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EV Charging Infrastructure Lags On Major US Summer Road Trip Corridors

Suvrat Kothari

Aug 2, 2023

The average distance between chargers in one state is a whopping 465 miles.

Tourists swarmed American roads over the July 4 weekend this year. Call it revenge tourism, or the simple yearning for a road trip, some 43.2 million people – or 14 percent of the country’s population – journeyed over the tarmac during the Independence Day weekend, as per an American Automobile Association (AAA) projection.

Would they have made it if their summer road trip was in an electric vehicle?

The answer depends on the route because charger frequency varies by state, says JD Power. In California, the average distance between charging stations is just 10 miles, but in Nebraska, that distance increases to 465 miles, much higher than the EPA-estimated range figures of most EVs on the market currently.

EVs with some of the highest driving range on the EPA cycle include the Lucid Air Dream Edition (19-inch wheels) with a range of 520 miles, the Tesla Model S dual motor all-wheel drive with 405 miles, and the Mercedes EQS 450+ with a range of 350 miles, among others.

Rural Western states like Colorado, Arizona, Wyoming, Utah, New Mexico, Idaho, and Nevada are prime tourist destinations for summer road trippers but have poor EV charging infrastructure, as per JD Power's EV Index data. Among those eight states, Colorado has a better cluster of chargers, while Idaho has the worst.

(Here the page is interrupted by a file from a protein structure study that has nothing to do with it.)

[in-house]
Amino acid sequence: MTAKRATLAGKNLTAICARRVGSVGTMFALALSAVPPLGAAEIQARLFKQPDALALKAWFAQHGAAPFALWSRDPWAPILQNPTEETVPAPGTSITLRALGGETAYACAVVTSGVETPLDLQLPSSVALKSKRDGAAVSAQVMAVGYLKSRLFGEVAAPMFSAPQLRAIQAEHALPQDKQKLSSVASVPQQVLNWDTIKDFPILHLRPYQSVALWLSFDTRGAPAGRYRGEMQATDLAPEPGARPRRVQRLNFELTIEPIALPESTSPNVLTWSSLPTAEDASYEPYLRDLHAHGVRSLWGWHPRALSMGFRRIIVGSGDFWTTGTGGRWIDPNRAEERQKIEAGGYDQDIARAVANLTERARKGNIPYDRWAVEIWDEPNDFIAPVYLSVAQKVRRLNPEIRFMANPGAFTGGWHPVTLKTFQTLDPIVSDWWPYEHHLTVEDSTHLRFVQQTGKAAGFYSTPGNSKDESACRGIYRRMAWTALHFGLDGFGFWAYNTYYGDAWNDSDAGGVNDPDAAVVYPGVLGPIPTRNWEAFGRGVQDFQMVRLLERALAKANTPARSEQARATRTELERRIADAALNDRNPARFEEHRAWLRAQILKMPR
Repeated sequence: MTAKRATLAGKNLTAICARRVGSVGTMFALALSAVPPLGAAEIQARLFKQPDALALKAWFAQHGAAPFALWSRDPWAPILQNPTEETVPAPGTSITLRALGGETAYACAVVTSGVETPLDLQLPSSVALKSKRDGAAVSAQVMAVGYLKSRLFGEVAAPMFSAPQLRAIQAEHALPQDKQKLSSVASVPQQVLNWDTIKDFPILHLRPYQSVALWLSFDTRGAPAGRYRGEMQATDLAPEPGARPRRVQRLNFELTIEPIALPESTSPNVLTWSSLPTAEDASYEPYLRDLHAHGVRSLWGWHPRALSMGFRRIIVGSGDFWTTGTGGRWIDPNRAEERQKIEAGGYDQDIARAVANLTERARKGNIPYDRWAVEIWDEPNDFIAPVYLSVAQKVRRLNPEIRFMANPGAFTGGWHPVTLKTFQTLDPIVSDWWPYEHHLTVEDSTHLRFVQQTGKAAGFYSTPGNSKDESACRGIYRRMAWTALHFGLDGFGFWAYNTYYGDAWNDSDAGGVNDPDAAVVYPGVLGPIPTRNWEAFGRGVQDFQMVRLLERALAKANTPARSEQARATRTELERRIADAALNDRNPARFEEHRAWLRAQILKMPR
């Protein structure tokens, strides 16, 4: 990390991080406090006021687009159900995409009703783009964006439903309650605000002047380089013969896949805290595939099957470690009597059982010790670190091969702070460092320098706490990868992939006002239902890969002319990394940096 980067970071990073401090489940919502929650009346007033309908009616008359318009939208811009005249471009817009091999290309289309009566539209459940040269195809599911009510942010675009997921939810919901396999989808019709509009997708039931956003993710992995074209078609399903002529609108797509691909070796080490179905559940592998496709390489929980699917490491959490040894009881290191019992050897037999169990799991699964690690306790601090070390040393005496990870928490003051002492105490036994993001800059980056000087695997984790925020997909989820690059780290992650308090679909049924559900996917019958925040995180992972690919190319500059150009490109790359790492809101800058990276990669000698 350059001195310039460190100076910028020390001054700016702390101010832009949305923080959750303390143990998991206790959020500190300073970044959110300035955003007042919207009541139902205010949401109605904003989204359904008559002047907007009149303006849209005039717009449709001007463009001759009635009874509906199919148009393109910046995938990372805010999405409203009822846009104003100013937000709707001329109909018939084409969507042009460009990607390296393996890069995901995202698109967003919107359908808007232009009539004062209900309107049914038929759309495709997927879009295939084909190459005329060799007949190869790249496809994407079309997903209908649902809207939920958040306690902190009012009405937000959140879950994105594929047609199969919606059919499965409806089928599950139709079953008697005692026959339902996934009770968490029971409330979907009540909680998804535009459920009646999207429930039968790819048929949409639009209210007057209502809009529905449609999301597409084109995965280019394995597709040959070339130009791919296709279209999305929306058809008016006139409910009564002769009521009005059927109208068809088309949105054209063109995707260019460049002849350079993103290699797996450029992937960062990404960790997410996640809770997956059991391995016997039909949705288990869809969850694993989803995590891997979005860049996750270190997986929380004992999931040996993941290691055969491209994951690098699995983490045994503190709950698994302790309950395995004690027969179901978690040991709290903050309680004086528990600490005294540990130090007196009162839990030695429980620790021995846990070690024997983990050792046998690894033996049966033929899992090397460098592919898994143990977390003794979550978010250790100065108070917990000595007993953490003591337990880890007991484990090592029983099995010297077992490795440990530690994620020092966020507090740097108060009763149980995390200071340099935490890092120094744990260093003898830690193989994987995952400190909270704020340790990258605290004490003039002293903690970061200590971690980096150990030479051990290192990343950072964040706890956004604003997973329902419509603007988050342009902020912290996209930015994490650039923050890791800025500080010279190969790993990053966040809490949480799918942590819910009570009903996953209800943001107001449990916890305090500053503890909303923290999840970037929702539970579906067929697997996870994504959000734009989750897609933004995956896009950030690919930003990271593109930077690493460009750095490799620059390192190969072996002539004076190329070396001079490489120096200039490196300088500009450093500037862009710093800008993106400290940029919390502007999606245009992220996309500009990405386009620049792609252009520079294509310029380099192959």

Some routes lack severely. For instance, on the 270-mile stretch between Salt Lake City and Zion National Park, EV chargers are scarce, says JD Power.

As per Google Maps data, there are 21 chargers along this route, including three Tesla Superchargers, and several Electrify America, Charge Point, and EVgo stations. But as per previous reports, many Electrify America and Charge Point stations have out-of-order ports, which can frustrate drivers, and possibly lead to longer wait times.

In 2017, the National Association of State Energy Officials signed a pact to make chargers available every 50-100 miles, and within 0.5 miles of every interchange or exit, for major western transportation corridors. But JD Power’s recent data suggests that there’s still a long way to go before chargers become easily accessible along those routes.

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